The ink carrier may contain a branched triamide such as those described in U.S. Pat. No. 6,860,930, the disclosure of which is totally incorporated herein by reference. When the triamide or a mixture of triamide with other polyamides is present in combination with other materials to make up the ink carrier, the polyamide component is present in any desired or effective amount, in one embodiment at least about 5 percent by weight of the carrier, in another embodiment at least about 15 percent by weight of the carrier, and in yet another embodiment at least about 25 percent by weight of the carrier, and in one embodiment equal to or less than about 90 percent by weight of the carrier, in another embodiment equal to or less than about 80 percent by weight of the carrier, and in yet another embodiment equal to or less than about 70 percent by weight of the carrier, although the amount of triamide or polyamide mixture can be outside of these ranges.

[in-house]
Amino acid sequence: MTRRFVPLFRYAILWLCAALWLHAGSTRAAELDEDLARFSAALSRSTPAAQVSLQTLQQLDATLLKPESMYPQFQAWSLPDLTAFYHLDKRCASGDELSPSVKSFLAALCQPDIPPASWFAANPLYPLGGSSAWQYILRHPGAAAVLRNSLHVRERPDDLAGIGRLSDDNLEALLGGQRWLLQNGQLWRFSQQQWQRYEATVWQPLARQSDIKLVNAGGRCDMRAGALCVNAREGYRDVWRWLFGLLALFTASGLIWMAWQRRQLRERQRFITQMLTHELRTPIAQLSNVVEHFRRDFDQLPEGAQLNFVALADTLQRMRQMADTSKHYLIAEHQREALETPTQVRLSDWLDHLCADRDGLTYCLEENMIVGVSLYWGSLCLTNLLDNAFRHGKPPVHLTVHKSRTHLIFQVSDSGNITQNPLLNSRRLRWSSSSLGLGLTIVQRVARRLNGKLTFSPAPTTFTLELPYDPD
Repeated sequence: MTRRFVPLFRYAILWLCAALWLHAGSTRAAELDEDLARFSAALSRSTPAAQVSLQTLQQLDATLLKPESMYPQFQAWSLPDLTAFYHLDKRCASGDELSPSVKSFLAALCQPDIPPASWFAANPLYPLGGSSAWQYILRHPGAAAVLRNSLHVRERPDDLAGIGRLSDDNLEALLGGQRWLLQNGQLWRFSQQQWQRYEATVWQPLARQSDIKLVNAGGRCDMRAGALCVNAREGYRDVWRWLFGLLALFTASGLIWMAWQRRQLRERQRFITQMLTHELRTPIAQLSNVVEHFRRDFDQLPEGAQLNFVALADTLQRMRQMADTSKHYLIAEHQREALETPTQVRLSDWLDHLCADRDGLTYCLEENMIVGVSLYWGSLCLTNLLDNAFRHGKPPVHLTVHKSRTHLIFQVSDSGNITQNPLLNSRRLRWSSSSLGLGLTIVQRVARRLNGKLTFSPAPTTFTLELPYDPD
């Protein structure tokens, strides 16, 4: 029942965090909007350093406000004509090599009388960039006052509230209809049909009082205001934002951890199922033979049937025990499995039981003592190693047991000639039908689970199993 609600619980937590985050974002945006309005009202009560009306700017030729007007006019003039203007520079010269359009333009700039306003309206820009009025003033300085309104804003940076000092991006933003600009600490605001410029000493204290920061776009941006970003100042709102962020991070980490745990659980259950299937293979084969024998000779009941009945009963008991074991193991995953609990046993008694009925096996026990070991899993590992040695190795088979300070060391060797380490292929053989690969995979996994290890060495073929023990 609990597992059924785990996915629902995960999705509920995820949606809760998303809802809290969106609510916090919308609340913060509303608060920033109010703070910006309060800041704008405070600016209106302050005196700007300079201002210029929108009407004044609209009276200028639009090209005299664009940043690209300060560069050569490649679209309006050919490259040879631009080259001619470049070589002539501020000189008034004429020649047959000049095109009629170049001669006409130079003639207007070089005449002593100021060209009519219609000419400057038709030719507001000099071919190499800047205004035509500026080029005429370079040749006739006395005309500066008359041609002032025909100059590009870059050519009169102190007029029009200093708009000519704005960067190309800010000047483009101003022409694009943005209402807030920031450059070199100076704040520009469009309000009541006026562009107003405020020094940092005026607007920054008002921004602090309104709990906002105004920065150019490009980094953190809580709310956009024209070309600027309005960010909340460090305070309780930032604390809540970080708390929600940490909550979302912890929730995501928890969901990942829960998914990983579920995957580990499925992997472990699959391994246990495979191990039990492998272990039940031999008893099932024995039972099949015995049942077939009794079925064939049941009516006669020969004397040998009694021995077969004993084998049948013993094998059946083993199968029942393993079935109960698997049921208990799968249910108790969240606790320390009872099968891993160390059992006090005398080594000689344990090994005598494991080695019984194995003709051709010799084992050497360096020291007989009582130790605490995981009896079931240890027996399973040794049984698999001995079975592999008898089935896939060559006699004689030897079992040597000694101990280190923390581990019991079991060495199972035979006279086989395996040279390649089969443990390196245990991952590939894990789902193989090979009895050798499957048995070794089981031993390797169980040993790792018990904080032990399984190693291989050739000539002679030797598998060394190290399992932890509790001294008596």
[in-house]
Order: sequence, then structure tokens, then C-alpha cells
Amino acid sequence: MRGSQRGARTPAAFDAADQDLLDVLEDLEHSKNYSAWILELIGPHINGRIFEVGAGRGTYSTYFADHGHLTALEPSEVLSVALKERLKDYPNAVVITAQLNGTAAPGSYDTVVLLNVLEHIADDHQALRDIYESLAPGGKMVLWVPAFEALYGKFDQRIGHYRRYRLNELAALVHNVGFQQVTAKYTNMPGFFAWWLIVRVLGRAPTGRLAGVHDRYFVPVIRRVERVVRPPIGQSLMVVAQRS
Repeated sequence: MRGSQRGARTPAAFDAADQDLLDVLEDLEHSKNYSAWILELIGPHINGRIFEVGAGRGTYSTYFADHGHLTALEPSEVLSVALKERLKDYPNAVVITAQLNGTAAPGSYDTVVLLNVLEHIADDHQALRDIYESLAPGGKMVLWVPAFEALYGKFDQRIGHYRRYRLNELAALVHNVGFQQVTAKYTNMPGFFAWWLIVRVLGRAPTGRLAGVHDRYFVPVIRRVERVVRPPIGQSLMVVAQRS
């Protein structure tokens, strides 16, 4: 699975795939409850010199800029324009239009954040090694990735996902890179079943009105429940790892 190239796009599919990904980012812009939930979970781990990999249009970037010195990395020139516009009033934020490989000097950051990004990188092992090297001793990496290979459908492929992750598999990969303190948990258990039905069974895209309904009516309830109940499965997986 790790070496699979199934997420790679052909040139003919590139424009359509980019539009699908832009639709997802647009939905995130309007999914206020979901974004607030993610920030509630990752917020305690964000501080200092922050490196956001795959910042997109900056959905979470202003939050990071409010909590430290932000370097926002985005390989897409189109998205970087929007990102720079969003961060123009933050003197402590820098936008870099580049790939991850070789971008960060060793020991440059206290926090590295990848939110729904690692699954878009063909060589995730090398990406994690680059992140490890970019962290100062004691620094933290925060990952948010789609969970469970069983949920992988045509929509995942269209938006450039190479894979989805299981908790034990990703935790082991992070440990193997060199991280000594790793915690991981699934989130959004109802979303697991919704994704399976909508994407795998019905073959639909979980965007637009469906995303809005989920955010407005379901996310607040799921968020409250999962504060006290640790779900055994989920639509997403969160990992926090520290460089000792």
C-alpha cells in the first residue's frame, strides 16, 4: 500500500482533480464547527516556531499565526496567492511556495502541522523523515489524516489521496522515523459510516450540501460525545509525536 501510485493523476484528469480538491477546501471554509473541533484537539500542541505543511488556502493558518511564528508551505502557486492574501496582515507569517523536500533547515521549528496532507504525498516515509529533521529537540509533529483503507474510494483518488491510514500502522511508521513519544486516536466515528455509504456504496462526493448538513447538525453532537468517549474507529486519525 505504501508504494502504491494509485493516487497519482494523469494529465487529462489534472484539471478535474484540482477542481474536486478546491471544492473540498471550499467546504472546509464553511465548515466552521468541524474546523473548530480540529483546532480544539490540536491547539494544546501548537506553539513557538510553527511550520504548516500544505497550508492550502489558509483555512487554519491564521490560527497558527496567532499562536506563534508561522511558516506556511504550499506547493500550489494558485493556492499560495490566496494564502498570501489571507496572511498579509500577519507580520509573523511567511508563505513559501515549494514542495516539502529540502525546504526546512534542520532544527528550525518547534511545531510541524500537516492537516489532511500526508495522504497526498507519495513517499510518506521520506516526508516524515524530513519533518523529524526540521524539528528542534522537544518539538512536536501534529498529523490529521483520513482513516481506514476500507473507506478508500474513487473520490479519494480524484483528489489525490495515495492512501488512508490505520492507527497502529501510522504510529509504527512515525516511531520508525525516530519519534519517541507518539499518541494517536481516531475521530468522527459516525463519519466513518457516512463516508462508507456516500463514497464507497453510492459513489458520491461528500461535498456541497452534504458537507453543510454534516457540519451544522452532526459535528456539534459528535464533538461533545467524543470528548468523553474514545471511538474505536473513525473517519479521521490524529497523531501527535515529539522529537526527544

Additional suitable phase change ink carrier materials can include paraffins, microcrystalline waxes, polyethylene waxes, ester waxes, amide waxes, fatty acids, fatty alcohols, fatty amides and other waxy materials, sulfonamide materials, resinous materials made from different natural sources (such as, for example, tall oil rosins and rosin esters), and many synthetic resins, oligomers, polymers and copolymers, such as ethylene/vinyl acetate copolymers, ethylene/acrylic acid copolymers, ethylene/vinyl acetate/acrylic acid copolymers, copolymers of acrylic acid with polyamides, and the like, ionomers, and the like, as well as mixtures thereof. In an embodiment of this disclosure, one or more of these materials can also be employed in a mixture with a fatty amide material and/or an isocyanate-derived material.